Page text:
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Decision development in facilitated modelling workshops

Author

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  • Franco, L. Alberto
  • Rouwette, Etienne A.J.A.

Abstract

While the facilitated modelling literature recognises the importance of the group process within facilitated modelling workshops, published empirical research rarely examines their dynamic nature. In this paper, we address this gap in the literature in two ways. First, we propose to locate facilitated modelling workshops as the main focus of investigation, and adopt decision development as the analytical lens. Second, we provide guidance regarding how to implement a research strategy that is informed by such a focus. We start by mapping the different conceptualisations of decision development that seem embedded within the facilitated modelling tradition, and contrast them with theoretical models from the group communication field. Our analysis identifies a number of potentially useful areas for the study of facilitated modelling workshops from a decision development perspective, and articulates a number tentative research questions and testable propositions amenable to empirical research. Central to our proposal are research methods for the study of dynamic group processes. We thus discuss the steps required to extract group process data from facilitated modelling workshops that are usable and open to analysis. This includes a review of issues regarding research design, coding scheme development, data coding and choice of analytical techniques. Finally, we offer conclusions and briefly discuss some feasibility issues related to the implementation of our proposal.

Suggested Citation

  • Franco, L. Alberto & Rouwette, Etienne A.J.A., 2011. "Decision development in facilitated modelling workshops," European Journal of Operational Research, Elsevier, vol. 212(1), pages 164-178, July.
  • Handle: RePEc:eee:ejores:v:212:y:2011:i:1:p:164-178
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    References listed on IDEAS

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    Citations

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    Cited by:

    1. Alberto Franco, L., 2013. "Rethinking Soft OR interventions: Models as boundary objects," European Journal of Operational Research, Elsevier, vol. 231(3), pages 720-733.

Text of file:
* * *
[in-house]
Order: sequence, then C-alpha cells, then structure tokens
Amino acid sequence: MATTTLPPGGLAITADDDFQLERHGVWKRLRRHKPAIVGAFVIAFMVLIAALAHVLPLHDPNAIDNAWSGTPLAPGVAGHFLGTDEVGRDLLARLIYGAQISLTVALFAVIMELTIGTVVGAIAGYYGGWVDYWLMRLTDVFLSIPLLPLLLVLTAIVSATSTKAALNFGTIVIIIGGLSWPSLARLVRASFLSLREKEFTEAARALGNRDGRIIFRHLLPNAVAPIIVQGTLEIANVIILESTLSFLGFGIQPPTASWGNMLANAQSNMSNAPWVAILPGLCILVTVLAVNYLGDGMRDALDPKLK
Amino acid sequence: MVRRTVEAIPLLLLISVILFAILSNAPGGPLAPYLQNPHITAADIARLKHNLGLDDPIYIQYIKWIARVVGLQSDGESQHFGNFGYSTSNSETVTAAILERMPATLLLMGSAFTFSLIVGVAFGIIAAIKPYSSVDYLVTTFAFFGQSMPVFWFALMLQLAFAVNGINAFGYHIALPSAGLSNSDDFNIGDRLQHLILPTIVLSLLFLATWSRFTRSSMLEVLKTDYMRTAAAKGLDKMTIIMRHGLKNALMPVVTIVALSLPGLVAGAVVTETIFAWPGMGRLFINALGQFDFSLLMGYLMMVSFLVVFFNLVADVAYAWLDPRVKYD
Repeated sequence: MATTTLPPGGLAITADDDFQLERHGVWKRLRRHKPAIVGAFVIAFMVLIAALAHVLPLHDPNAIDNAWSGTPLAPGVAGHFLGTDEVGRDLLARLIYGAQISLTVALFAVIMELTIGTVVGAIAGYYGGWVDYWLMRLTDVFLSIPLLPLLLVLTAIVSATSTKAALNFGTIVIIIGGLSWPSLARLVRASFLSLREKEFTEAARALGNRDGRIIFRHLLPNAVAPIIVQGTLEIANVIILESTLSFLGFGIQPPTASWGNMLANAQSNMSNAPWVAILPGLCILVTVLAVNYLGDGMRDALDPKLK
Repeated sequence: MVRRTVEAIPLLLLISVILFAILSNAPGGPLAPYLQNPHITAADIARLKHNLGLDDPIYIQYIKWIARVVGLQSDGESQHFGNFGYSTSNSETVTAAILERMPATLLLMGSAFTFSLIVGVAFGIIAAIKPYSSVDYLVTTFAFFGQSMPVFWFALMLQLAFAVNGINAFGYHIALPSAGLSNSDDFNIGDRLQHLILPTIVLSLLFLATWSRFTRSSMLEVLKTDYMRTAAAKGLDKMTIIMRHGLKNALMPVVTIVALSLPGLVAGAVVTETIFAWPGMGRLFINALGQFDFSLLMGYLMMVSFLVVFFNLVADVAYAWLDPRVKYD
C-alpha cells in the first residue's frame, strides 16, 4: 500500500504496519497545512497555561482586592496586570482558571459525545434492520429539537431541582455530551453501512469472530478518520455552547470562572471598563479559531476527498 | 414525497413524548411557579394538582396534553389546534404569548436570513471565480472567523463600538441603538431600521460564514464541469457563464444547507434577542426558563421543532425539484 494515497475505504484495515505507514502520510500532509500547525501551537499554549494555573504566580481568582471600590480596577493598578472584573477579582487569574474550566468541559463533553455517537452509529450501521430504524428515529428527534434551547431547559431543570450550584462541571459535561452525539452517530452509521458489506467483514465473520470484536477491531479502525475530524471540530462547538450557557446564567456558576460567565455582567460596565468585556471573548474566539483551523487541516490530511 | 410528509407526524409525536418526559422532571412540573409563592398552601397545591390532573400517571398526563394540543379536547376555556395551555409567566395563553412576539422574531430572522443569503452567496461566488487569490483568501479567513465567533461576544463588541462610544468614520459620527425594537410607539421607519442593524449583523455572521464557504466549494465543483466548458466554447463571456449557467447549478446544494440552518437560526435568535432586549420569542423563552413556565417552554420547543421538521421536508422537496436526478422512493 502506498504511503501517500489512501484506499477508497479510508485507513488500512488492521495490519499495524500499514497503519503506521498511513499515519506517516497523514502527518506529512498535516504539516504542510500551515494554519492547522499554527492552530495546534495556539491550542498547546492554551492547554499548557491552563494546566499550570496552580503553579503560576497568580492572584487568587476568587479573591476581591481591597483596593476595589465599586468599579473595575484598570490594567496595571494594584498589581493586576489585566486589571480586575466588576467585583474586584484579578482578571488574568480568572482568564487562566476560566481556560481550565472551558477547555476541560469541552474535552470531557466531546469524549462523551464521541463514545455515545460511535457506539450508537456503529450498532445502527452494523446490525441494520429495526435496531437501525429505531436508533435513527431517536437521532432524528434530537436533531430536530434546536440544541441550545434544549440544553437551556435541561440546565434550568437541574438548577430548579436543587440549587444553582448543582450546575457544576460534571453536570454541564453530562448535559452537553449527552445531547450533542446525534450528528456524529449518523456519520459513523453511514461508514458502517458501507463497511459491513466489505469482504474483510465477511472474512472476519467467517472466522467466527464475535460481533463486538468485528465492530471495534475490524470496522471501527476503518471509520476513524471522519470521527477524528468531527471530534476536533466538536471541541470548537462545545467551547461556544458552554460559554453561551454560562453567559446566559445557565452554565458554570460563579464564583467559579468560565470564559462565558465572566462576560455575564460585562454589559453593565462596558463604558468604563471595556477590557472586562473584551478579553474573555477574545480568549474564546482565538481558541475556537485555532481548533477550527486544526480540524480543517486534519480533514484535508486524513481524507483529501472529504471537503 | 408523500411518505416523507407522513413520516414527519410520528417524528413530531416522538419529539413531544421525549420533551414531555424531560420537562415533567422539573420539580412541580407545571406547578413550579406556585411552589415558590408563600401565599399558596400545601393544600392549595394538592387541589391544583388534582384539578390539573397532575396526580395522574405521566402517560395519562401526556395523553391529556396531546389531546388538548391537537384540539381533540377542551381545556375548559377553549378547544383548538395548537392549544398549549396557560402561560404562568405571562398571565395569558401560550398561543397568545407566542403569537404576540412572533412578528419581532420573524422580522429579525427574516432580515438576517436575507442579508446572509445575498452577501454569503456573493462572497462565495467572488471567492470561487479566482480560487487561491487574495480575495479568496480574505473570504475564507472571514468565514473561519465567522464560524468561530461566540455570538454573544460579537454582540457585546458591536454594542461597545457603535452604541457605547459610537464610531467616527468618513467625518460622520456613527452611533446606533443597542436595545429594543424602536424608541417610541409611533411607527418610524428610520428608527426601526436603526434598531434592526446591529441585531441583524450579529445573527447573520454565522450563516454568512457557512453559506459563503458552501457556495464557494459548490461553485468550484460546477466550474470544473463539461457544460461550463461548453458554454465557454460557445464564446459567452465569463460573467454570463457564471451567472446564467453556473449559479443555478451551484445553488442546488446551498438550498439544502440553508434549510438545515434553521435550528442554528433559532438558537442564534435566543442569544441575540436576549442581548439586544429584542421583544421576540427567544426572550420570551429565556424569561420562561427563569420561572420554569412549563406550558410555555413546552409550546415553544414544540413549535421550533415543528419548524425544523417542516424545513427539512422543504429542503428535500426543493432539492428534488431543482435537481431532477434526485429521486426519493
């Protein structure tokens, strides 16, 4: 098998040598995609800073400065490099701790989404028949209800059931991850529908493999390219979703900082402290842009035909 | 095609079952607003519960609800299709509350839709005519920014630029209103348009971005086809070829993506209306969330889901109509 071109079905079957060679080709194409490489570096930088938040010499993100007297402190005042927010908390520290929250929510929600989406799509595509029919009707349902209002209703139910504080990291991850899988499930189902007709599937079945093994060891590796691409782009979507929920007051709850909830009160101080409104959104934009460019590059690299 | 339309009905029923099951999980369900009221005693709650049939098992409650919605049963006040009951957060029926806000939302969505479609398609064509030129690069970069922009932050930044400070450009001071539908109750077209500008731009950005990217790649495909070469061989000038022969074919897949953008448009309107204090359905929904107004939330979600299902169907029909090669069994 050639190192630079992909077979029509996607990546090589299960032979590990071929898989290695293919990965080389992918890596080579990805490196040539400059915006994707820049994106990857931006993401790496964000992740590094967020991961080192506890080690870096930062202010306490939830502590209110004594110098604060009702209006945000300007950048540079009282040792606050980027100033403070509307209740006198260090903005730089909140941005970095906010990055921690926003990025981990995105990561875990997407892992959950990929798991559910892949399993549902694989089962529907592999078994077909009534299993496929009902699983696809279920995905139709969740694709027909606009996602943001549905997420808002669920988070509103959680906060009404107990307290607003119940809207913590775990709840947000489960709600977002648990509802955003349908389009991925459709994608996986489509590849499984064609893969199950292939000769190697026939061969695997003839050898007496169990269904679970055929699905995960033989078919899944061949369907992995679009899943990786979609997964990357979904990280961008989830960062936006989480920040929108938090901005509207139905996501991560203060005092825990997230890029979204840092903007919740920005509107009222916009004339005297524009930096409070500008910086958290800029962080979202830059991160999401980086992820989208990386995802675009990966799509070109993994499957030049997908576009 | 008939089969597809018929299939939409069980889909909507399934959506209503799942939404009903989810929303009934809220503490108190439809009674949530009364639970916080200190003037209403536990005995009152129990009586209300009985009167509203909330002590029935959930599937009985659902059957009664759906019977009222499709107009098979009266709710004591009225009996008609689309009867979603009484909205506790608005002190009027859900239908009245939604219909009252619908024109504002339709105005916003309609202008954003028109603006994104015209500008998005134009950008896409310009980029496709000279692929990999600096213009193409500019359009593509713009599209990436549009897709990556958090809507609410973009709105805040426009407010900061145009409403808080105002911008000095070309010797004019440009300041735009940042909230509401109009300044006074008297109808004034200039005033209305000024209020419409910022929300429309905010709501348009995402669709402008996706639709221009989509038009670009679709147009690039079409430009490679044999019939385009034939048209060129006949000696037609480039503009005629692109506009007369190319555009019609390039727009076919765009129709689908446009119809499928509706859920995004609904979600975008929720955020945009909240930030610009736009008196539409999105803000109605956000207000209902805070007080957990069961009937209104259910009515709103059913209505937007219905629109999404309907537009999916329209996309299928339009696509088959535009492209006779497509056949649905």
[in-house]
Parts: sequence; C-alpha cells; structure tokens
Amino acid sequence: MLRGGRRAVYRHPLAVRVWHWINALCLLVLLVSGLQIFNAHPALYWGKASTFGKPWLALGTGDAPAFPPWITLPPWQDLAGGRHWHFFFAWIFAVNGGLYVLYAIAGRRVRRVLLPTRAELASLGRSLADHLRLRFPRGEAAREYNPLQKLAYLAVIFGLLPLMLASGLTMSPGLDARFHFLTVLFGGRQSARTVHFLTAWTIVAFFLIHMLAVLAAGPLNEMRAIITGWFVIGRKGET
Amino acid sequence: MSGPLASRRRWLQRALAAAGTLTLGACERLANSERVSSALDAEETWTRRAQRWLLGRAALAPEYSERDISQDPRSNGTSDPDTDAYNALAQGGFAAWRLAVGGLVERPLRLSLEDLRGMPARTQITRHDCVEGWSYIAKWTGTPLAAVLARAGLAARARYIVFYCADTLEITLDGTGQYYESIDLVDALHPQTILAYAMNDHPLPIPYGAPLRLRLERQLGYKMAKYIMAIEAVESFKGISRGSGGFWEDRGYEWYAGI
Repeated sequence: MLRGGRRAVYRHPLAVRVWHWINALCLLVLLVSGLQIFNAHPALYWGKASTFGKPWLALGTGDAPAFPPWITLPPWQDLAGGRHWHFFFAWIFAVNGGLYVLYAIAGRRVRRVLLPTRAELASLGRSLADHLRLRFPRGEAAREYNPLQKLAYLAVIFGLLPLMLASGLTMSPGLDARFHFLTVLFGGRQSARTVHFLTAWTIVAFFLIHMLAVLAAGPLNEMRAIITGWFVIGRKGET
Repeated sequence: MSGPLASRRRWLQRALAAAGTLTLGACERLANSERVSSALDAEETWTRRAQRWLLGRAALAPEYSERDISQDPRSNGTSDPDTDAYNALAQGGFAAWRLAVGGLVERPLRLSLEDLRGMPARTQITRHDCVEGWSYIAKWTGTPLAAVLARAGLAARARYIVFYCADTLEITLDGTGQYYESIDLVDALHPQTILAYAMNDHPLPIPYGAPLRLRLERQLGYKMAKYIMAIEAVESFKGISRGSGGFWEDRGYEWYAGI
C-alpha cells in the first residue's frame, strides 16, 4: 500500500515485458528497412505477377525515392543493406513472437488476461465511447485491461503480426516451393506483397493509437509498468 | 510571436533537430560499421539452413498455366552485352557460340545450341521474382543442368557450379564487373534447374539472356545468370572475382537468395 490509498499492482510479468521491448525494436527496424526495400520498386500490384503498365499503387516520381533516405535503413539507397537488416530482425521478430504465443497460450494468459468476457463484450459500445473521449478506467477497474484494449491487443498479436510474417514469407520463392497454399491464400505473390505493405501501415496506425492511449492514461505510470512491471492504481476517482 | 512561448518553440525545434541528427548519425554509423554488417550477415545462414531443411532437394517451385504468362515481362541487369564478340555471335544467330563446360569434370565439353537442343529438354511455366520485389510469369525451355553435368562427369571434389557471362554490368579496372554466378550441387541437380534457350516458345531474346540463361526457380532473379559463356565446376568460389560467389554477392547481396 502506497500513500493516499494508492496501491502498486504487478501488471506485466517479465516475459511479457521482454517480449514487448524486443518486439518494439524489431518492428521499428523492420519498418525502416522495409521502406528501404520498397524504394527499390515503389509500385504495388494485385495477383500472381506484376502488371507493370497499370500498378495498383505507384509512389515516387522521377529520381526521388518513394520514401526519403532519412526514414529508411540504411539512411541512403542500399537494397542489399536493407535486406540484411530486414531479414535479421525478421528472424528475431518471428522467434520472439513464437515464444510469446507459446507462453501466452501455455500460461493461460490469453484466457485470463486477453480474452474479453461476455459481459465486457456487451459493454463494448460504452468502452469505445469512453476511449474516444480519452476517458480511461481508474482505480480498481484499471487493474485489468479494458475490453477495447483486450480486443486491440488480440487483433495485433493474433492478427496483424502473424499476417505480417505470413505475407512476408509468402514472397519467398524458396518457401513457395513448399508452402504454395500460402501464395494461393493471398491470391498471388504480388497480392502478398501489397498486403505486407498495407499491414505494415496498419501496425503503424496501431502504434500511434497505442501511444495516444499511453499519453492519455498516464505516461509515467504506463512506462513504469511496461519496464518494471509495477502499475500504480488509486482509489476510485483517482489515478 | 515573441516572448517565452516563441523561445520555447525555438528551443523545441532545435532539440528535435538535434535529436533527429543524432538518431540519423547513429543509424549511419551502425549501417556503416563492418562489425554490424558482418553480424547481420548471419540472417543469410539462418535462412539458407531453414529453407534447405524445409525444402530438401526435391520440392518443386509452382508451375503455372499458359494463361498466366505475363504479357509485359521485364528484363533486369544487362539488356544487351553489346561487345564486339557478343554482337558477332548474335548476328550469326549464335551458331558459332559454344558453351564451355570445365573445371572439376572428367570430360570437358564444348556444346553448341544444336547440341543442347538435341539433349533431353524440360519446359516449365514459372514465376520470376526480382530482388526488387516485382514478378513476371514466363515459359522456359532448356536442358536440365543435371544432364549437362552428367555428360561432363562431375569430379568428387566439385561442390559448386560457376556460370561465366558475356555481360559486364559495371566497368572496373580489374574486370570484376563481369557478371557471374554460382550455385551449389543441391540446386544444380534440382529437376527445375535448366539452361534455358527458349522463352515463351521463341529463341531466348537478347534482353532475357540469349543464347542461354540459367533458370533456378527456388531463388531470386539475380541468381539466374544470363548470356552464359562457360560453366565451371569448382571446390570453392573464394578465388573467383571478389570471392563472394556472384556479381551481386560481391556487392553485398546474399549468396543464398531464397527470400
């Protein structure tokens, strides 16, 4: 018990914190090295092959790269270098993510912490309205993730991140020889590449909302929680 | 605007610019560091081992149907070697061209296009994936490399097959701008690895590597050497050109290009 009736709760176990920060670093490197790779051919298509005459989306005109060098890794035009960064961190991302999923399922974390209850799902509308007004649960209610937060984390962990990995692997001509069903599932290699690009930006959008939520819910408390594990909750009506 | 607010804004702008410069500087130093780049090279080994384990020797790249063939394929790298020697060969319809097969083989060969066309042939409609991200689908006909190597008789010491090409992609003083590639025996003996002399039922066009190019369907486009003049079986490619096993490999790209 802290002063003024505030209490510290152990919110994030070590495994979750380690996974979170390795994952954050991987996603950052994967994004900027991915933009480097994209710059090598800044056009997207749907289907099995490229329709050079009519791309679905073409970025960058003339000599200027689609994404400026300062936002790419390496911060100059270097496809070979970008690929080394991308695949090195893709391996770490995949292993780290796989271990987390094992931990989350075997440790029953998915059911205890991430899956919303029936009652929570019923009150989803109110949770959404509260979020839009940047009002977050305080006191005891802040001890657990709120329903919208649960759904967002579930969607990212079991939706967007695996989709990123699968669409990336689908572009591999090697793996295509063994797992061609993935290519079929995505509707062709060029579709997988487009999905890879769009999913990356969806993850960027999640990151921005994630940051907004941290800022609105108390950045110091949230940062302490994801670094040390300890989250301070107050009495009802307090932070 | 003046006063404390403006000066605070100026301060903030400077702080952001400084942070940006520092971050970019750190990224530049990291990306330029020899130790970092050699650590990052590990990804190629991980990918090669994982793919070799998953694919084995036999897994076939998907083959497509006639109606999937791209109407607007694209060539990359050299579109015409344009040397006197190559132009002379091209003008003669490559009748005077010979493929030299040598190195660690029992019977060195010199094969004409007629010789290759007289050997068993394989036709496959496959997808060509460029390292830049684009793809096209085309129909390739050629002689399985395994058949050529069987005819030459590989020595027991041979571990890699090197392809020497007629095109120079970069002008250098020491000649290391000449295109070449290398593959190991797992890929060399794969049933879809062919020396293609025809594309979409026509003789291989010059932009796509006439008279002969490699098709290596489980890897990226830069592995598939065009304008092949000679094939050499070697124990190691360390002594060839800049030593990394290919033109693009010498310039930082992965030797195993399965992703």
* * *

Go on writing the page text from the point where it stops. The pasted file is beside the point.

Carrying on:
2. Robinson, Stewart & Kotiadis, Kathy, 2016. "Can involving clients in simulation studies help them solve their future problems? A transfer of learning experimentAuthor-Name: Monks, Thomas," European Journal of Operational Research, Elsevier, vol. 249(3), pages 919-930.
    3. Hämäläinen, Raimo P. & Luoma, Jukka & Saarinen, Esa, 2013. "On the importance of behavioral operational research: The case of understanding and communicating about dynamic systems," European Journal of Operational Research, Elsevier, vol. 228(3), pages 623-634.
    4. Rodney J. Scott & Robert Y. Cavana & Donald Cameron, 2016. "Mechanisms for Understanding Mental Model Change in Group Model Building," Systems Research and Behavioral Science, Wiley Blackwell, vol. 33(1), pages 100-118, January.
    5. Franco, L. Alberto & Hämäläinen, Raimo P., 2016. "Behavioural operational research: Returning to the roots of the OR profession," European Journal of Operational Research, Elsevier, vol. 249(3), pages 791-795.
    6. White, Leroy, 2016. "Behavioural operational research: Towards a framework for understanding behaviour in OR interventions," European Journal of Operational Research, Elsevier, vol. 249(3), pages 827-841.
    7. repec:eee:ejores:v:265:y:2018:i:2:p:673-684 is not listed on IDEAS
    8. Scott, Rodney J & Cavana, Robert Y & Cameron, Donald, 2016. "Recent evidence on the effectiveness of group model building," European Journal of Operational Research, Elsevier, vol. 249(3), pages 908-918.
    9. Brocklesby, John & Midgley, Gerald, 2016. "Boundary games: How teams of OR practitioners explore the boundaries of interventionAuthor-Name: Velez-Castiblanco, Jorge," European Journal of Operational Research, Elsevier, vol. 249(3), pages 968-982.

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